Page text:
Mass. officials respond to Trump over coronavirus aid and sanctuary cities

President Donald Trump’s suggestion that the federal government should use coronavirus relief aid to states to apply pressure on so-called sanctuary cities received rebukes from both sides of the political aisle Wednesday in Massachusetts.

Republican Gov. Charlie Baker told reporters that it was “the wrong way to do this,” while Boston Mayor Marty Walsh, a Democrat, noted that Trump has tended to stoke partisan flames by changing the subject to immigration whenever he “gets his back up against the wall.”

“I think he should be focused on what’s in front of us,” Walsh said. “COVID-19.”

Trump’s sanctuary city comments came as the number of Americans who have tested positive for the virus officially surpassed 1 million on Tuesday, which makes up roughly a third of the reported infections worldwide. During a press briefing Tuesday at the White House, the Republican president was asked about aid to states, which has become a focal point of the negotiations over the next coronavirus relief package.

Democrats have pushed for robust relief for states — which have incurred both rising expenses to confront the public health crisis as well as steep revenue declines due to the economic shutdown — so that local governments aren’t forced to cut public services. However, Republican leaders have resisted those calls; Sen. Mitch McConnell, the Republican majority leader, has even suggested that states should be allowed to declare bankruptcy.

Trump said Tuesday that the federal government shouldn’t provide a “bailout” to states with preexisting financial problems, without naming any specific examples. He suggested other policies should be on the table in return.

“We’d have to talk about things like payroll tax cuts,” Trump said. “We’d have to talk about things like sanctuary cities. I think sanctuary cities is something that has to be brought up — where people that are criminals are protected.”

Since the beginning of his 2016 campaign, Trump has consistently railed against sanctuary cities, which generally limit the ability of local police to cooperate with federal efforts to deport undocumented immigrants who have not committed serious crimes; advocates point to research indicating that the policy fosters trust between immigrant communities and police — and may even be associated with lower overall crime rates. Still, Trump has seized on individual instances of undocumented immigrants who commit crimes after being released due to a local sanctuary policy to back up his hardline approach to immigration.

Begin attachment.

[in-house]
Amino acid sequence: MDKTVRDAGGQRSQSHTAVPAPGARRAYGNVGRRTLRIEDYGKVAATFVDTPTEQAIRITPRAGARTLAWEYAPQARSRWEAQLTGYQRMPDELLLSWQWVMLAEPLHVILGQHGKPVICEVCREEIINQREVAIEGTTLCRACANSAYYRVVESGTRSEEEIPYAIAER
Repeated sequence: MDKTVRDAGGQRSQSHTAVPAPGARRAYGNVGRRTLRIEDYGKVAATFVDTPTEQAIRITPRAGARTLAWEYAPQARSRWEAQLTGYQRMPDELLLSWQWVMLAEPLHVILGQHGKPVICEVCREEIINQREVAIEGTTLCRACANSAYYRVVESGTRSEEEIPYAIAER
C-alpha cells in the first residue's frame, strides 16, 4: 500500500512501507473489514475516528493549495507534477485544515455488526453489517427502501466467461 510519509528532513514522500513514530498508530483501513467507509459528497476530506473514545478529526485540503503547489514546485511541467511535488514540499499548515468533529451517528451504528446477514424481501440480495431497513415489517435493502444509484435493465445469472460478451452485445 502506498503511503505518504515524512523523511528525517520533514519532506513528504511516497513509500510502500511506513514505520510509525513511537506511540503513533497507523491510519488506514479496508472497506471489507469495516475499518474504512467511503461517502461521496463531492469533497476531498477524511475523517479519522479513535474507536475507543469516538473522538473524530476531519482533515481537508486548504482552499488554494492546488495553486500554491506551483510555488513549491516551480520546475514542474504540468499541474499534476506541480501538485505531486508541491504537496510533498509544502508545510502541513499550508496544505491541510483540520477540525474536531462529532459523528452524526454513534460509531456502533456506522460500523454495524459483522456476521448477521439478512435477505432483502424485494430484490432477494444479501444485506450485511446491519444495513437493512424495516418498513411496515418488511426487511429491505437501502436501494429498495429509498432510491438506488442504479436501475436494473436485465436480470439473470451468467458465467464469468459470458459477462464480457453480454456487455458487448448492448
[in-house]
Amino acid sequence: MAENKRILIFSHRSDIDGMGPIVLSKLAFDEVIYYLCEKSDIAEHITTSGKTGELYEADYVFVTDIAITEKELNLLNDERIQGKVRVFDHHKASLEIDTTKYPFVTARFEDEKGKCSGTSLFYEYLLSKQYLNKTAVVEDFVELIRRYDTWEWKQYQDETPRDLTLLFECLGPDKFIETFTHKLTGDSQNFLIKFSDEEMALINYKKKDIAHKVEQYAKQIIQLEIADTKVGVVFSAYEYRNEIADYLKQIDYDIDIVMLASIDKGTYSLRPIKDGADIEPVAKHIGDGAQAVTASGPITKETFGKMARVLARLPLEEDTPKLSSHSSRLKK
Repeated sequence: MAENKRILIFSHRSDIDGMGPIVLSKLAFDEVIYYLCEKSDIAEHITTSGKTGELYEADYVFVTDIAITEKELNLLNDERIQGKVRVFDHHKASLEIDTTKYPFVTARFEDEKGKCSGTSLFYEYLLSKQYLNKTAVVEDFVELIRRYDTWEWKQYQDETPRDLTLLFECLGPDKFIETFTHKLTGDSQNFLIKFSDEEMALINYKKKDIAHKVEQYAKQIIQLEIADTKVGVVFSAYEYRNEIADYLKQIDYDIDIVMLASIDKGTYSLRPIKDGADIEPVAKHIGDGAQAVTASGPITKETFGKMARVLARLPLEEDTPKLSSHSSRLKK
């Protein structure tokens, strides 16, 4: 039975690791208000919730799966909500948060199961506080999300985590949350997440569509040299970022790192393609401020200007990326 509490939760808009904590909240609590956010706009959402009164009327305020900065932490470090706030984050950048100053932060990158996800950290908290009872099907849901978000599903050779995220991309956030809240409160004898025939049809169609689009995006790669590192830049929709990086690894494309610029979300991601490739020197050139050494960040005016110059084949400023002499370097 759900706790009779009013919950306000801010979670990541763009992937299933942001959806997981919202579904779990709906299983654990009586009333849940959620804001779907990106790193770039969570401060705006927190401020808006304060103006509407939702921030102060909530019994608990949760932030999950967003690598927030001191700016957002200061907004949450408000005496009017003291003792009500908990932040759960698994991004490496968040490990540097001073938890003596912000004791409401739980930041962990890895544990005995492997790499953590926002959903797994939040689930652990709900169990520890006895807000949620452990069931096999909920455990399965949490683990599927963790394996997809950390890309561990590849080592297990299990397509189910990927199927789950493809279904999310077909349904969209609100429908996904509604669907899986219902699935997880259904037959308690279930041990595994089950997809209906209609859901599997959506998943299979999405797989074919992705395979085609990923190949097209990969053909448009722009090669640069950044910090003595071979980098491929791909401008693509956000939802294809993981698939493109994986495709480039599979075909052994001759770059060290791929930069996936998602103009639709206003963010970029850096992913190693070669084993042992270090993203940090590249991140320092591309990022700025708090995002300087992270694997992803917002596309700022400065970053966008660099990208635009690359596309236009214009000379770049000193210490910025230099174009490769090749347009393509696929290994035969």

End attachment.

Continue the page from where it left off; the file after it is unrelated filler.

During a separate event Tuesday afternoon, Trump added that Republicans should ask for “sanctuary city adjustments” in return for coronavirus relief to states.

“We have so many people in sanctuary cities, which I don’t even think are popular, even by radical-left folks,” he said. “Because what’s happening is people are being protected that shouldn’t be protected and a lot of bad things are happening with sanctuary cities.”

According to the American Civil Liberties Union, dozens of cities and towns in Massachusetts, including Boston, have passed some form of a sanctuary ordinance.

While opposed to efforts to make Massachusetts a so-called sanctuary state, Baker has supported the right of cities and towns to implement their own policies.

During a press conference Wednesday afternoon, the governor said Trump’s comments went against the intention of the coronavirus relief legislation, which is “supposed to be driven in large part by the impact COVID-19 has had on those states.” He added that hard-hit states like New York should get more funding as a result.

“I don’t think it should be driven by something that, in the grand scheme of things, really doesn’t have much of a relationship to the question at hand here, which is a desire on Congress’s part — and I assume on the administration’s part — to help states and localities and tribes and others to sort of rebuild or create for the first time the infrastructure that they need to trace, track, test, and monitor COVID-19 going forward,” he said.

“I will make clear to people that I think that’s the wrong way to do this,” Baker said, referring to Trump’s comments. “But based on a lot of what was in the legislation, that doesn’t seem consistent with the way the law is written.”

In a separate press conference Wednesday afternoon, Walsh pushed back more firmly, criticizing Trump for politicizing a pandemic to push his political “agenda.”

“These suggestions — or threats — by the White House are uncalled for,” the mayor told reporters. “They’re not going to solve either the public’s health or the immigration challenges that we have in our country. … People are hurting. People are dying. People are scared. This is a time for leadership.”

Walsh said that elected officials should be working together to address COVID-19 — but also took a dig at the Trump administration’s beleaguered response to the outbreak when asked if he was concerned that Boston could pay the price for its sanctuary policy. Walsh said he wasn’t.

“Right now, the response that the federal government has shown on getting PPE and testing out, I don’t know how much slower they can go on some of this stuff, so I’m not concerned about that,” he said.